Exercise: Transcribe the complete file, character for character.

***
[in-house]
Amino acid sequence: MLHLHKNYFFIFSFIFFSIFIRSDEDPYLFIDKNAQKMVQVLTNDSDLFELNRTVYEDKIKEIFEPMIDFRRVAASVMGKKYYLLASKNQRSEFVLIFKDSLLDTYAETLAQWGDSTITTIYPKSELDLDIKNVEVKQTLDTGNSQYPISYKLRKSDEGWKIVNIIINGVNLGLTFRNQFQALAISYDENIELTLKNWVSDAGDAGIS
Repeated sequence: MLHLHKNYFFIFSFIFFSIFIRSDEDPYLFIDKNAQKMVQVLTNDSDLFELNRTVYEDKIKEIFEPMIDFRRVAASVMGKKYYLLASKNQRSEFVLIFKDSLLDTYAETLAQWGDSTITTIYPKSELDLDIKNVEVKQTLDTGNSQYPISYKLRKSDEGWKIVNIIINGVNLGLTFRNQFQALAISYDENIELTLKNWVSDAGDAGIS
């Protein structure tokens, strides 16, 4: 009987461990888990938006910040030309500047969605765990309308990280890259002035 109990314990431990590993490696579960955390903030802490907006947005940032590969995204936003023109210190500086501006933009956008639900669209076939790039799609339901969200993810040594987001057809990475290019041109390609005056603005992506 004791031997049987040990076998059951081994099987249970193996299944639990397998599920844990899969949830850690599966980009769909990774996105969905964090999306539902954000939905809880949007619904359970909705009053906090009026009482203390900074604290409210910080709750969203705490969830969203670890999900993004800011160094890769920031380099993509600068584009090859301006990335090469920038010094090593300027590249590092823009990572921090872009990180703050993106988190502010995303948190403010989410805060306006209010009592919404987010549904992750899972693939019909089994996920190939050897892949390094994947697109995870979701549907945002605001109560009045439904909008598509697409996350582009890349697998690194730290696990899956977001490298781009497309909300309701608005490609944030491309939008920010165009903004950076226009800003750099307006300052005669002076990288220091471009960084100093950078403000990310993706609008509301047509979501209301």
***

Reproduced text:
[in-house]
Amino acid sequence: MLHLHKNYFFIFSFIFFSIFIRSDEDPYLFIDKNAQKMVQVLTNDSDLFELNRTVYEDKIKEIFEPMIDFRRVAASVMGKKYYLLASKNQRSEFVLIFKDSLLDTYAETLAQWGDSTITTIYPKSELDLDIKNVEVKQTLDTGNSQYPISYKLRKSDEGWKIVNIIINGVNLGLTFRNQFQALAISYDENIELTLKNWVSDAGDAGIS
Repeated sequence: MLHLHKNYFFIFSFIFFSIFIRSDEDPYLFIDKNAQKMVQVLTNDSDLFELNRTVYEDKIKEIFEPMIDFRRVAASVMGKKYYLLASKNQRSEFVLIFKDSLLDTYAETLAQWGDSTITTIYPKSELDLDIKNVEVKQTLDTGNSQYPISYKLRKSDEGWKIVNIIINGVNLGLTFRNQFQALAISYDENIELTLKNWVSDAGDAGIS
């Protein structure tokens, strides 16, 4: 009987461990888990938006910040030309500047969605765990309308990280890259002035 109990314990431990590993490696579960955390903030802490907006947005940032590969995204936003023109210190500086501006933009956008639900669209076939790039799609339901969200993810040594987001057809990475290019041109390609005056603005992506 004791031997049987040990076998059951081994099987249970193996299944639990397998599920844990899969949830850690599966980009769909990774996105969905964090999306539902954000939905809880949007619904359970909705009053906090009026009482203390900074604290409210910080709750969203705490969830969203670890999900993004800011160094890769920031380099993509600068584009090859301006990335090469920038010094090593300027590249590092823009990572921090872009990180703050993106988190502010995303948190403010989410805060306006209010009592919404987010549904992750899972693939019909089994996920190939050897892949390094994947697109995870979701549907945002605001109560009045439904909008598509697409996350582009890349697998690194730290696990899956977001490298781009497309909300309701608005490609944030491309939008920010165009903004950076226009800003750099307006300052005669002076990288220091471009960084100093950078403000990310993706609008509301047509979501209301």